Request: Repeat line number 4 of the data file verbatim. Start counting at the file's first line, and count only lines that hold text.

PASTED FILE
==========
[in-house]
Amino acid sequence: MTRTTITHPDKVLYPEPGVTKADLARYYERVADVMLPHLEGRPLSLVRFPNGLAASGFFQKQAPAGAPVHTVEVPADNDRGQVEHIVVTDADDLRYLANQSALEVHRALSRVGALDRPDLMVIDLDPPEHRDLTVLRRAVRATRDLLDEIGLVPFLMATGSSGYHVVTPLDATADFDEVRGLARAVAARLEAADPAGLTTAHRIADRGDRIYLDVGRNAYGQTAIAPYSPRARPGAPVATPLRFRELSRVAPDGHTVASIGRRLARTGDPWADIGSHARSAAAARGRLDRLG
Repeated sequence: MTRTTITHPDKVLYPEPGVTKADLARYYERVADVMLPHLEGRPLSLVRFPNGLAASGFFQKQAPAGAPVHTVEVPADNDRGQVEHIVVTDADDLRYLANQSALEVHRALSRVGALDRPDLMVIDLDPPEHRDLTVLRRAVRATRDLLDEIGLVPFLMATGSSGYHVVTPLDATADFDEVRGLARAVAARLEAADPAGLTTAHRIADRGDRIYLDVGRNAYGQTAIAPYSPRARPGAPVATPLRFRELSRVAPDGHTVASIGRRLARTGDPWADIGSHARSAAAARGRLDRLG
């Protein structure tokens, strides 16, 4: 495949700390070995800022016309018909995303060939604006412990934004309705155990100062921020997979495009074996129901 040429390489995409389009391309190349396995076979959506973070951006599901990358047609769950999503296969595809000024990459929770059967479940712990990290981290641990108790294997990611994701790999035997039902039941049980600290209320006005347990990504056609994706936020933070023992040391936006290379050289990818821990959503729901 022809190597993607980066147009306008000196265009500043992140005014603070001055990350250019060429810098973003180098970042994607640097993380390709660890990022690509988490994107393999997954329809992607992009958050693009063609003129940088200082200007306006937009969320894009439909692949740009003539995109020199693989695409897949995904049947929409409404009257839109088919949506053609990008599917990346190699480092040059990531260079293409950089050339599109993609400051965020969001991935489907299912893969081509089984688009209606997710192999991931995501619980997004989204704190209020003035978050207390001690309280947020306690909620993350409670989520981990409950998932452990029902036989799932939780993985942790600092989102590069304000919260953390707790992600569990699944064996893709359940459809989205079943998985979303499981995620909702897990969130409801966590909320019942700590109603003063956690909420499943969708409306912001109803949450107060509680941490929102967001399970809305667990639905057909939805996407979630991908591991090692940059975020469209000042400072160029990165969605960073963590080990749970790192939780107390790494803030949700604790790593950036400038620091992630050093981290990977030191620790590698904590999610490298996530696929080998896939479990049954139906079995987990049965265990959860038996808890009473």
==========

């Protein structure tokens, strides 16, 4: 495949700390070995800022016309018909995303060939604006412990934004309705155990100062921020997979495009074996129901 040429390489995409389009391309190349396995076979959506973070951006599901990358047609769950999503296969595809000024990459929770059967479940712990990290981290641990108790294997990611994701790999035997039902039941049980600290209320006005347990990504056609994706936020933070023992040391936006290379050289990818821990959503729901 022809190597993607980066147009306008000196265009500043992140005014603070001055990350250019060429810098973003180098970042994607640097993380390709660890990022690509988490994107393999997954329809992607992009958050693009063609003129940088200082200007306006937009969320894009439909692949740009003539995109020199693989695409897949995904049947929409409404009257839109088919949506053609990008599917990346190699480092040059990531260079293409950089050339599109993609400051965020969001991935489907299912893969081509089984688009209606997710192999991931995501619980997004989204704190209020003035978050207390001690309280947020306690909620993350409670989520981990409950998932452990029902036989799932939780993985942790600092989102590069304000919260953390707790992600569990699944064996893709359940459809989205079943998985979303499981995620909702897990969130409801966590909320019942700590109603003063956690909420499943969708409306912001109803949450107060509680941490929102967001399970809305667990639905057909939805996407979630991908591991090692940059975020469209000042400072160029990165969605960073963590080990749970790192939780107390790494803030949700604790790593950036400038620091992630050093981290990977030191620790590698904590999610490298996530696929080998896939479990049954139906079995987990049965265990959860038996808890009473």